Oslo is full of bookstores; however, most of them are part of large chains that you’ll find anywhere in the country. Independent bookstores can give you a more personable experience and often host intimate neighborhood events, helping to bring the local community closer together. Below is a list of the best small, large, and specialized independents you’ll find in Oslo.
Sagene Bok og Papir (“Book and Paper’) is an important part of the Sagene neighborhood a little north of the city center. The store has been in place since 1936 and praises itself on being “not at all modern,” though it has of course updated its shelves with all the best quality books since then. The store is run by two women, Angelique and Signe, who create a lovely, cozy atmosphere and arrange multiple events like presentations and talks and even a free writing course and drawing competitions. This is a great place to find some more unusual books, including a well-stocked travel literature section.
Located on the site of the former Eldorado cinema, Eldorado has quite a big presence in the city center. The bookstore opened in 2003 but plays on the former cinema with the motto “Culture since 1891.” The large store has a great range of Norwegian and international titles and an extensive English-language section. Unusually, publishing companies rent space for their books in the store, allowing Eldorado to retain overall control. Sit back in a comfy armchair and enjoy a coffee from the connected café or spend a languid half hour browsing through Norway’s largest music section.
In May 2016, the Christian bookstore at Akersgata 47 was forced to close down after 118 years at the address. Just six weeks later, however, dreams of reopening the store were back, and this was made possible through the the hard work of its retired former manager who now owns the shop. The two-floor store truly has an impressive range of Christian and religious books and a nicely relaxed atmosphere.
Oslo’s other Christian bookstore deserves a shout-out too. Where Bok & Media competes with the larger stores in size and range, St. Olav is more of a treasure cave of specialized Catholic literature and paraphernalia. The little yellow wooden house can be found just by Oslo’s Catholic cathedral, a short walk north of the city center.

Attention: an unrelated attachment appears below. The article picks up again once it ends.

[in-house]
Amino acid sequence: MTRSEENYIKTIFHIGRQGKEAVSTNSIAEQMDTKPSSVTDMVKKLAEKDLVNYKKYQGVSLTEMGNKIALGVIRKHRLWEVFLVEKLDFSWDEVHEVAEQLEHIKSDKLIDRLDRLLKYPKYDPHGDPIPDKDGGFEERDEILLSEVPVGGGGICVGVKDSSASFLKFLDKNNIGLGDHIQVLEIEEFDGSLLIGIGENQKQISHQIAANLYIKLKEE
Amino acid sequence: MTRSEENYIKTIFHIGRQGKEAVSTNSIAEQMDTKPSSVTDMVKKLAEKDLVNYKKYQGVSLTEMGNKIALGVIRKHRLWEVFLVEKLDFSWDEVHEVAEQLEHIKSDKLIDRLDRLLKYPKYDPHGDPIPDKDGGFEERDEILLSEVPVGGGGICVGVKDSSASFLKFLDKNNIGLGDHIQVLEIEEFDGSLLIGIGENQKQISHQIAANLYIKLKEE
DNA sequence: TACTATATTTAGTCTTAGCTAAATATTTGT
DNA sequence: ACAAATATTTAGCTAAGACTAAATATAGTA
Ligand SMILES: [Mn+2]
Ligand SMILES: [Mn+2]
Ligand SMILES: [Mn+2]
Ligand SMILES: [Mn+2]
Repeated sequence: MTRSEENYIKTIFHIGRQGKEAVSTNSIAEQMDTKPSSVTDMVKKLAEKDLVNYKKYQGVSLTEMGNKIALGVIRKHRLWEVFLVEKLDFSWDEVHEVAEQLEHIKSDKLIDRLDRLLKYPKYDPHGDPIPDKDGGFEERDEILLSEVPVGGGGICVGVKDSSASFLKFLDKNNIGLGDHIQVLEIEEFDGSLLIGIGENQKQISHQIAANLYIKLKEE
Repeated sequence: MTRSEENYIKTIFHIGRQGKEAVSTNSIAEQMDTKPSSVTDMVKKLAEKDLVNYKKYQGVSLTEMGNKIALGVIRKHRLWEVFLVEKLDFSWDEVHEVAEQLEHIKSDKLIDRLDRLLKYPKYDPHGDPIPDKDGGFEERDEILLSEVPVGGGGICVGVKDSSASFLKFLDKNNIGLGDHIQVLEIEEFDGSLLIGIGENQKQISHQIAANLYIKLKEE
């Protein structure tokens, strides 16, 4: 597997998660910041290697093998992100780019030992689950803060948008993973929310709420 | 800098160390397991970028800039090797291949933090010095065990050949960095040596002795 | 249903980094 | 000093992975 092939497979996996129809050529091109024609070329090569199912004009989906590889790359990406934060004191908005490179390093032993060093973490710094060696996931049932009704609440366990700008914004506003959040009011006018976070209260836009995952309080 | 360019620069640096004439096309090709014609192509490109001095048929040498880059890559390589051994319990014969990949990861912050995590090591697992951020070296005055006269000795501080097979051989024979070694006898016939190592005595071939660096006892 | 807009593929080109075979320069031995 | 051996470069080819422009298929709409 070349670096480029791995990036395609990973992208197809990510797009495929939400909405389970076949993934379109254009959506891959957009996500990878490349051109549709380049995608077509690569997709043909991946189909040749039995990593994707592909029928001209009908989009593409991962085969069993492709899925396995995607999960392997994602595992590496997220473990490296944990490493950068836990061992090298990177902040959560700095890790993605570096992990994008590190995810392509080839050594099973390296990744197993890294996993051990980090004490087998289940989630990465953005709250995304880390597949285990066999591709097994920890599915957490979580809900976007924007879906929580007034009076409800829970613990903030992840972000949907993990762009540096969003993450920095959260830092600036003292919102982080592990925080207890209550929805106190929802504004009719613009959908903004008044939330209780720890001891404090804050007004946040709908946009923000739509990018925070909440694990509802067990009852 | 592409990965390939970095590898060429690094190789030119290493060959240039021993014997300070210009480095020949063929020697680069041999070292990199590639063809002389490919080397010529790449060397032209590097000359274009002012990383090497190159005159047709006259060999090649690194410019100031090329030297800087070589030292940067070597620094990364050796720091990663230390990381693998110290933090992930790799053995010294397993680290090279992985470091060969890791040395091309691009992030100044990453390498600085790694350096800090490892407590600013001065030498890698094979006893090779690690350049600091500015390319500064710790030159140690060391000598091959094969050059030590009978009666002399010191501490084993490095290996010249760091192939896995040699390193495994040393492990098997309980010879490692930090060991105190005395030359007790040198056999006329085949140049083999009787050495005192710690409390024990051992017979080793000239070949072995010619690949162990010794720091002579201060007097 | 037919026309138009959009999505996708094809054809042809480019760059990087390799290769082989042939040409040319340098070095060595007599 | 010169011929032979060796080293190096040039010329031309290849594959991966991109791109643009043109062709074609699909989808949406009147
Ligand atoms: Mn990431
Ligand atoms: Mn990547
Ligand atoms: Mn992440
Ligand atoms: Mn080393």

This one-room bookshop in Bislett is home to so many books that they overflow unto the street outside. With the motto “the little bookstore with the great literature” as their guide, its employees seek to share their extensive knowledge and enthusiasm for books with the world one customer at a time. They usually have some great deals and you can order anything you don’t manage to hunt down on the overflowing shelves.
Røa Bok og Leker is a place for the whole family with its awesome combination of books and toys (“Bok og Leker” means “Books and Games”). The combination of these two trades doesn’t mean that they do either half-heartedly—staff members are knowledgeable and always available with a good reading suggestion no matter the genre or age. Located in Vestre Aker, this store caters to the eastern side of Oslo.
Tronsmo Bokhandel, usually known just as Tronsmo, combines a great range of political and cultural literature with what is probably Norway’s best-assorted cartoon section. The store moved to its new and modern rooms at Universitetsgata in 2015, but it has been around since 1973. Back then, it was the only bookstore in Norway to have its own dressing rooms—the previous shop had been a clothes store. Tronsmo also has an online shop with a selection of the books and cartoons that you’ll find in the store.
The store at the National Gallery is more than your standard gift shop. It has a great assortment of art and design-related books and, unsurprisingly, is a particularly good place to find books on Norwegian people, movements, and styles such as Munch and Scandinavian design and to pick up a good-looking coffee table book.
To the east of the city center in Helsfyr, you’ll find Torvet Bok og Papir, the result of the recent mergence of two independent bookstores. It is run by a friendly and relaxed staff and also sells toys and writing materials. They have an excellent overview of both classic and emerging titles, and try to match lonely and overlooked books with readers looking for something a little different. Best of all, pets are welcome in the store.
With books from floor to ceiling, this little store is very charming and features reasonable prices, which is always a great combination. In their own words, they sell books of all shapes and sizes and even shelves for you to put your books on. They’re particularly strong on textbooks and nonfiction but you’ll find most common fiction here too. You’ll also find a good range of audio books. The store has catered to the Sankt Hanshaugen area just north of the city center since 1916.